We calculated an aspect ratio (the medio-lateral dimension divided by the antero-posterior dimension×100) as described by Hitt et al.(Hittt et al., 2003). The mean values of the measurements were calculated and comparisons were made with similar values from six commonly used total knee femoral component designs: Scorpio, Duracon and Triathlon (Stryker Howmedica Osteonics, Allendale, NJ), PFC and LCS (Depuy-Johnson & Johnson, Warsaw, IN) and Nexgen (Zimmer, Warsaw, IN). We also attempted to analyze our findings in comparison with the previously published anthropometric studies on the distal femur in other population groups.
Statistical analysis was performed using the Student t-test, the Paired t-test and Pearson's correlation coefficient with SPSS for Windows (version 12.0, SPSS, Chicago, IL). Values for P<0.05 were accepted as significant. The Pearson correlation coefficient was represented as r.
To define the suitable size for the total knee femoral component in the Korean population, we studied the anthropometry of the resected distal femur in 200 knees from 100 cadavers. The measurements are summarized in Table 1.
To define the gross size of the resected distal femur, we measured the antero-posterior (AP) and medio-lateral (ML) dimensions. We found that the average antero-posterior (AP) and medio-lateral (ML) dimensions for the Korean population were 53.9±3.8 mm and 70.2±5.5 mm, respectively. The AP and ML dimensions of the male distal femur were on average 11% greater than those of females. A positive correlation was observed between the AP and ML dimensions of the distal femur and population height. (r=0.7, P<0.01) (Fig. 2). These results show that comparatively smaller sized femoral components are needed for the females who make up the larger percentage of TKA patients in the Korean population.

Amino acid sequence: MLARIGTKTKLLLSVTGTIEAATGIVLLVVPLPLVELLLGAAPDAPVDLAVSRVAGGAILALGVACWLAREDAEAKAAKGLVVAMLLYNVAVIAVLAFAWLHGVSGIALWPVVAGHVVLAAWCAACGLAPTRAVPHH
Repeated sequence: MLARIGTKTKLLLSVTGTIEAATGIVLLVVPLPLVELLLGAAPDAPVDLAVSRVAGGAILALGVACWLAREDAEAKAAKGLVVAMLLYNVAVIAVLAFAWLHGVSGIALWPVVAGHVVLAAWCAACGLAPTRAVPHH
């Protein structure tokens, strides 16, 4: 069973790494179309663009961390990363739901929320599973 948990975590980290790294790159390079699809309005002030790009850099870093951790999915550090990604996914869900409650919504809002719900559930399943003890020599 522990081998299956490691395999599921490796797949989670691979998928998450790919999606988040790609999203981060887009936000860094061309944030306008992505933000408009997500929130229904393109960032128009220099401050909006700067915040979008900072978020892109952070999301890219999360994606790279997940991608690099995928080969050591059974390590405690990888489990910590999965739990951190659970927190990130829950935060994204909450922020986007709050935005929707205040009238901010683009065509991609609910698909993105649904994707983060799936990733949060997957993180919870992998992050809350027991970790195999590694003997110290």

To anticipate the anterior and posterior extent of the medial and lateral condyles of the femoral component, we measured the maximal height and width of the resected medial and lateral condyles anteriorly and posteriorly at well defined points. We found that the maximal height of the lateral femoral anterior condyle was longer than the medial femoral anterior condyle by 13.5±1.4 mm in concordance with the "piano sign" described in TKA. Posteriorly, we found that the medial condyle (25.5±2.1 mm) was wider than the lateral condyle (23.8±1.8 mm), this was statistically significant (P<0.05). We found no statistically significant difference (P>0.05) between the heights of the medial (26.2±2.8) and lateral (27.1±3.5) posterior femoral condyles although the height of the lateral posterior condyle was greater than the medial posterior femoral condyle. These findings show the need for a more proximal extension of the lateral anterior femoral condyle compared to the medial anterior femoral condyle.
To identify the ideal size of the femoral component needed in the Korean population, we compared the ML and AP dimensions of the distal femur with comparative values from six conventional femoral prostheses (Fig. 3). We found that all of the six femoral prostheses were undersized in the mediolateral dimension, for our population data, compared to the anteroposterior dimensions. A greater difference was noted in the dimensions of the femurs from males. Our measurements show that there is a need for some conventional prostheses with a smaller AP dimension than the conventional AP dimensions in our population.